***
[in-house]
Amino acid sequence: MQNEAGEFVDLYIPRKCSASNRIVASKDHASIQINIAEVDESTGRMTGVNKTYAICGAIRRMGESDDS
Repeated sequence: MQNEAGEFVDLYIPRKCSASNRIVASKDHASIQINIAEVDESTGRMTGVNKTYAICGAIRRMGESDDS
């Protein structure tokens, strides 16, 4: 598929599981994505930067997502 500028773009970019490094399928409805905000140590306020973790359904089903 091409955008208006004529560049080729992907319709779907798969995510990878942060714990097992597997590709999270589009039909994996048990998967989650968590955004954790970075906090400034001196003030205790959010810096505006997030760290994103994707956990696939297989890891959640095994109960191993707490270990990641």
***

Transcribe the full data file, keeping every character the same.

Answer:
[in-house]
Amino acid sequence: MQNEAGEFVDLYIPRKCSASNRIVASKDHASIQINIAEVDESTGRMTGVNKTYAICGAIRRMGESDDS
Repeated sequence: MQNEAGEFVDLYIPRKCSASNRIVASKDHASIQINIAEVDESTGRMTGVNKTYAICGAIRRMGESDDS
């Protein structure tokens, strides 16, 4: 598929599981994505930067997502 500028773009970019490094399928409805905000140590306020973790359904089903 091409955008208006004529560049080729992907319709779907798969995510990878942060714990097992597997590709999270589009039909994996048990998967989650968590955004954790970075906090400034001196003030205790959010810096505006997030760290994103994707956990696939297989890891959640095994109960191993707490270990990641």